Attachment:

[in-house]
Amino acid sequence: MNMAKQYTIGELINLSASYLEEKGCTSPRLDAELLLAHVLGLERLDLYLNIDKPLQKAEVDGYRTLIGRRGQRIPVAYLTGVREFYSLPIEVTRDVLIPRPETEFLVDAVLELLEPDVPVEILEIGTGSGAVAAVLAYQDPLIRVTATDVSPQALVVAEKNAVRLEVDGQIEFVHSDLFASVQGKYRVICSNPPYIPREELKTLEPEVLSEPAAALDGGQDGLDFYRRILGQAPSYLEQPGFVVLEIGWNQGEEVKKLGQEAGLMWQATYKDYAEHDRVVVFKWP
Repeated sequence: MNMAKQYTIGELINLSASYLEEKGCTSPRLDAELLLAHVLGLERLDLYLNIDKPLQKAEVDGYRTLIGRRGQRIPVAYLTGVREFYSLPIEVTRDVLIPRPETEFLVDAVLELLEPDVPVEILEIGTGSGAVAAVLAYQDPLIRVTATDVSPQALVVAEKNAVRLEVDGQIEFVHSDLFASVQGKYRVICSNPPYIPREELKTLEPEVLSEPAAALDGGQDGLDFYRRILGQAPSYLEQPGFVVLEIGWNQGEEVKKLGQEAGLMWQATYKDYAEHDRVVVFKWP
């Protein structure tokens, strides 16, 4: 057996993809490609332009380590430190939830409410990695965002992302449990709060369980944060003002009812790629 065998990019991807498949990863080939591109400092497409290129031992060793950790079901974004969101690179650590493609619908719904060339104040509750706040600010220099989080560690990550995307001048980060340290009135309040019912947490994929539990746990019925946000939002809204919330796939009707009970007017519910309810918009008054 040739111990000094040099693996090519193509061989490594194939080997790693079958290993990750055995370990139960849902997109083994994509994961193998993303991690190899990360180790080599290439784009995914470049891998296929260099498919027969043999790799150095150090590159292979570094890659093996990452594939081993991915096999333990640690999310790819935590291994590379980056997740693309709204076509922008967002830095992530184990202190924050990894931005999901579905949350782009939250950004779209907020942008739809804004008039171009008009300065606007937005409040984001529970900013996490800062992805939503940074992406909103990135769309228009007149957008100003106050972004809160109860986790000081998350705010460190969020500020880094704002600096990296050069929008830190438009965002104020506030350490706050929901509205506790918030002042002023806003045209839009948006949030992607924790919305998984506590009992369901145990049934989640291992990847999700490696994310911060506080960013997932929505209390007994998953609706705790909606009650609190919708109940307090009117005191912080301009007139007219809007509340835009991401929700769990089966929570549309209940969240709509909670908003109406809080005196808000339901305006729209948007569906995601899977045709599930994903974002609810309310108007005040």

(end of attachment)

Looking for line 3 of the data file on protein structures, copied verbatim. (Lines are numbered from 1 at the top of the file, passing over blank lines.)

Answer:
Repeated sequence: MNMAKQYTIGELINLSASYLEEKGCTSPRLDAELLLAHVLGLERLDLYLNIDKPLQKAEVDGYRTLIGRRGQRIPVAYLTGVREFYSLPIEVTRDVLIPRPETEFLVDAVLELLEPDVPVEILEIGTGSGAVAAVLAYQDPLIRVTATDVSPQALVVAEKNAVRLEVDGQIEFVHSDLFASVQGKYRVICSNPPYIPREELKTLEPEVLSEPAAALDGGQDGLDFYRRILGQAPSYLEQPGFVVLEIGWNQGEEVKKLGQEAGLMWQATYKDYAEHDRVVVFKWP